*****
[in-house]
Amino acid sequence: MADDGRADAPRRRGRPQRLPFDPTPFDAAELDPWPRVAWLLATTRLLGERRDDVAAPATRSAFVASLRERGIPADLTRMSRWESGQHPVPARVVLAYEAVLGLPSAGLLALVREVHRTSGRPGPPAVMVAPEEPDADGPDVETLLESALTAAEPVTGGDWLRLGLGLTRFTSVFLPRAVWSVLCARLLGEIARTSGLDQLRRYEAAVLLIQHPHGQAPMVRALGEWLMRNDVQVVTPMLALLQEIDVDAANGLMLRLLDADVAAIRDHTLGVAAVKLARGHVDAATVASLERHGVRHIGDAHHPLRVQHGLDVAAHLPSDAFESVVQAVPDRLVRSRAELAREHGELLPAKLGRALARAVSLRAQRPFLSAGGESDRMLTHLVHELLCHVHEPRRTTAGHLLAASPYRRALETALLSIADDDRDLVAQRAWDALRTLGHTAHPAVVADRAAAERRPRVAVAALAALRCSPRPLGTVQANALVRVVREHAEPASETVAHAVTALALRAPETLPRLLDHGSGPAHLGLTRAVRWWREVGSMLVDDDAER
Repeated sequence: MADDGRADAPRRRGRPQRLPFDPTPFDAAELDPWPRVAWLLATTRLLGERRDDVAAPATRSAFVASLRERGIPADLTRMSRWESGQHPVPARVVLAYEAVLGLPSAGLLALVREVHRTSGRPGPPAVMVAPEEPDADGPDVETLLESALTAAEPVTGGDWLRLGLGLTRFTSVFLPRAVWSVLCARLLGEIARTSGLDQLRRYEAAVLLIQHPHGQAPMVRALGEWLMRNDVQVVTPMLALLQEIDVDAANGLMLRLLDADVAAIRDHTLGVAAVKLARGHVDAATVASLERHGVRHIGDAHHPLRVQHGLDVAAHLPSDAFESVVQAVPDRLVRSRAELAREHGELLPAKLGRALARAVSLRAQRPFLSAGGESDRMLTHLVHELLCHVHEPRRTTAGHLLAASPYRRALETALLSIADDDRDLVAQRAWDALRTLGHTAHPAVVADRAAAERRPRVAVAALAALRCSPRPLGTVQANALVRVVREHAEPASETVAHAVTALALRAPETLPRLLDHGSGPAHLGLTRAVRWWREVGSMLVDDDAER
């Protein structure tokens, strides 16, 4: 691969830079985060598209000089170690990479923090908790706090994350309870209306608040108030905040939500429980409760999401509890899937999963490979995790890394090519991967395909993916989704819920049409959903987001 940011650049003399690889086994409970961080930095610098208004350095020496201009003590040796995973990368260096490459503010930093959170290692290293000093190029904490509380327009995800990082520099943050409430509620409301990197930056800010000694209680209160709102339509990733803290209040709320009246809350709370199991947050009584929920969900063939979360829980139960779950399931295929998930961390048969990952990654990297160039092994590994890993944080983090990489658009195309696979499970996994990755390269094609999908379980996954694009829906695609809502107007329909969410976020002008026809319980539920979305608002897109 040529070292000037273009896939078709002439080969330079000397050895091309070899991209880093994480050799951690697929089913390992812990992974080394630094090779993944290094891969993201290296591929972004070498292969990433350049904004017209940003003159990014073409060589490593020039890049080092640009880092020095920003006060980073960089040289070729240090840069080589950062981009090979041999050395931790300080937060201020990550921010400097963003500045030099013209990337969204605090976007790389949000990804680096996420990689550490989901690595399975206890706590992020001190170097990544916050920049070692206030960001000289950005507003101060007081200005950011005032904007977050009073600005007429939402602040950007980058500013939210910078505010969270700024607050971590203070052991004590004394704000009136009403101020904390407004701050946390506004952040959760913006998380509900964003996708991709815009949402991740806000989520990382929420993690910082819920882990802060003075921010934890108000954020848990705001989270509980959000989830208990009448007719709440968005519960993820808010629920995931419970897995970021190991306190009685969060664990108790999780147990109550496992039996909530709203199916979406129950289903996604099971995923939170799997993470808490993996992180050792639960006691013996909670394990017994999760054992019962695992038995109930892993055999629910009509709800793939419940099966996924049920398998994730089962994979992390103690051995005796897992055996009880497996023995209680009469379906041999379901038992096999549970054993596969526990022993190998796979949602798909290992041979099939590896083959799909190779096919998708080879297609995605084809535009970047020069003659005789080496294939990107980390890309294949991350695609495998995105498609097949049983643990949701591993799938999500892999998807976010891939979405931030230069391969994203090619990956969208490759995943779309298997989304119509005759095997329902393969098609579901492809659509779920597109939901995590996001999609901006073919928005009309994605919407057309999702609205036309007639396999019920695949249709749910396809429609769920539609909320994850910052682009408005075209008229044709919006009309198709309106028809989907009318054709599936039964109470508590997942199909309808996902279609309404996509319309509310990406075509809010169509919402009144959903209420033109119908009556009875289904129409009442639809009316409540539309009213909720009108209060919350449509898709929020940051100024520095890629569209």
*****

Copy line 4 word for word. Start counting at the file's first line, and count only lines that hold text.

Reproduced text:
């Protein structure tokens, strides 16, 4: 691969830079985060598209000089170690990479923090908790706090994350309870209306608040108030905040939500429980409760999401509890899937999963490979995790890394090519991967395909993916989704819920049409959903987001 940011650049003399690889086994409970961080930095610098208004350095020496201009003590040796995973990368260096490459503010930093959170290692290293000093190029904490509380327009995800990082520099943050409430509620409301990197930056800010000694209680209160709102339509990733803290209040709320009246809350709370199991947050009584929920969900063939979360829980139960779950399931295929998930961390048969990952990654990297160039092994590994890993944080983090990489658009195309696979499970996994990755390269094609999908379980996954694009829906695609809502107007329909969410976020002008026809319980539920979305608002897109 040529070292000037273009896939078709002439080969330079000397050895091309070899991209880093994480050799951690697929089913390992812990992974080394630094090779993944290094891969993201290296591929972004070498292969990433350049904004017209940003003159990014073409060589490593020039890049080092640009880092020095920003006060980073960089040289070729240090840069080589950062981009090979041999050395931790300080937060201020990550921010400097963003500045030099013209990337969204605090976007790389949000990804680096996420990689550490989901690595399975206890706590992020001190170097990544916050920049070692206030960001000289950005507003101060007081200005950011005032904007977050009073600005007429939402602040950007980058500013939210910078505010969270700024607050971590203070052991004590004394704000009136009403101020904390407004701050946390506004952040959760913006998380509900964003996708991709815009949402991740806000989520990382929420993690910082819920882990802060003075921010934890108000954020848990705001989270509980959000989830208990009448007719709440968005519960993820808010629920995931419970897995970021190991306190009685969060664990108790999780147990109550496992039996909530709203199916979406129950289903996604099971995923939170799997993470808490993996992180050792639960006691013996909670394990017994999760054992019962695992038995109930892993055999629910009509709800793939419940099966996924049920398998994730089962994979992390103690051995005796897992055996009880497996023995209680009469379906041999379901038992096999549970054993596969526990022993190998796979949602798909290992041979099939590896083959799909190779096919998708080879297609995605084809535009970047020069003659005789080496294939990107980390890309294949991350695609495998995105498609097949049983643990949701591993799938999500892999998807976010891939979405931030230069391969994203090619990956969208490759995943779309298997989304119509005759095997329902393969098609579901492809659509779920597109939901995590996001999609901006073919928005009309994605919407057309999702609205036309007639396999019920695949249709749910396809429609769920539609909320994850910052682009408005075209008229044709919006009309198709309106028809989907009318054709599936039964109470508590997942199909309808996902279609309404996509319309509310990406075509809010169509919402009144959903209420033109119908009556009875289904129409009442639809009316409540539309009213909720009108209060919350449509898709929020940051100024520095890629569209």